Sociology Seminar Series - Law before the state: the possibilities and challenges of comparison

If the state is taken out of the equation, how and where should we identify laws and legal systems? Do all communities have laws, as the basis for maintaining order and resolving conflict, or is law a distinct technique for doing these things?

In this presentation I argue for a focus on legalism, that is, the simple yet powerful technique of creating explicit and general rules, which can be applied to whole classes of people and events. This distinguishes the legal from the non-legal, in a way that allows us to compare widely across time and space. We can trace the origins of law to three separate developments in Mesopotamia, India, and China, where different people were pursuing quite different objectives. Comparisons amongst them highlight the different social dynamics made possible by the use of such laws and legalistic techniques and the goals of justice, duty, and discipline pursued by the early lawmakers. It is the achievement of the modern state and its law, I suggest, to have combined these dynamics into powerful and effective systems, but these forms of law are neither inevitable nor perfect. – Professor Fernanda Pirie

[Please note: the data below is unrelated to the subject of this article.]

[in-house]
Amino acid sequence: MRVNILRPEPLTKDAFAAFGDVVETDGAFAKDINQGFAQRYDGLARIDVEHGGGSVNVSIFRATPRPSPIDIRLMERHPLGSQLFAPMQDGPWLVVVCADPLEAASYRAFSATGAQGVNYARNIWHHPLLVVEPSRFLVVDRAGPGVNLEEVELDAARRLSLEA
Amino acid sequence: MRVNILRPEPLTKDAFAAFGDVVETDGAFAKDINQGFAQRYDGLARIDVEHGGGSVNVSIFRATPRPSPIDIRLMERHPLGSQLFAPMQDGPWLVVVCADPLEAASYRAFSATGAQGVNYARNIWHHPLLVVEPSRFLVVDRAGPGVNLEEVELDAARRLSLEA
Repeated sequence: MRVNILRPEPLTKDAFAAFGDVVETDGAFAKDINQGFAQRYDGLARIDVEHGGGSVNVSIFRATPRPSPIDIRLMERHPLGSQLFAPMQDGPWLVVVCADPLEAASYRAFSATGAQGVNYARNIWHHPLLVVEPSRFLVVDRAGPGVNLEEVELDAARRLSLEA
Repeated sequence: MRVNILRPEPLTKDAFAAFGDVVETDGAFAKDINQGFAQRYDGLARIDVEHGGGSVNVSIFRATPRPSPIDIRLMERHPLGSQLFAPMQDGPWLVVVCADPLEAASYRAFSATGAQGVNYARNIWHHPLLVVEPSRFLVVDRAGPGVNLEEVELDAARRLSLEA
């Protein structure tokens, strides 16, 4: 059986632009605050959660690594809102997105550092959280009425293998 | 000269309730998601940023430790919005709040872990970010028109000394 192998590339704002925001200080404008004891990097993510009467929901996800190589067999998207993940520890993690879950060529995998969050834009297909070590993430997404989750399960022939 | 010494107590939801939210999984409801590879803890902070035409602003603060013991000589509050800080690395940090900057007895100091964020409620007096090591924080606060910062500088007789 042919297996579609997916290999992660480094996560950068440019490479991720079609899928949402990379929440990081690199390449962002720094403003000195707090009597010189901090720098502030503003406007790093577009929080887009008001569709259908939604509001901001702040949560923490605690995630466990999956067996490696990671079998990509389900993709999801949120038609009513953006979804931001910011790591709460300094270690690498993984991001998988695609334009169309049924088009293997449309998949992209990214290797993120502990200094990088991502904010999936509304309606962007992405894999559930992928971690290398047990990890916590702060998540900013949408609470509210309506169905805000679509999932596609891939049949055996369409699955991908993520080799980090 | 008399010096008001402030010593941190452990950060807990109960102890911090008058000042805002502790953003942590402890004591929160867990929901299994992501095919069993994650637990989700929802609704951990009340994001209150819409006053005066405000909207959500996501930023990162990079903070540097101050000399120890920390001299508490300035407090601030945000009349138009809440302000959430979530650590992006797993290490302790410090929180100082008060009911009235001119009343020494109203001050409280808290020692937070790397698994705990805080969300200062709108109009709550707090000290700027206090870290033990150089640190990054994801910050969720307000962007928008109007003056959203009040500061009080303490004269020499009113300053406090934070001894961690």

Please email to be sent a link to join the online seminar via Teams.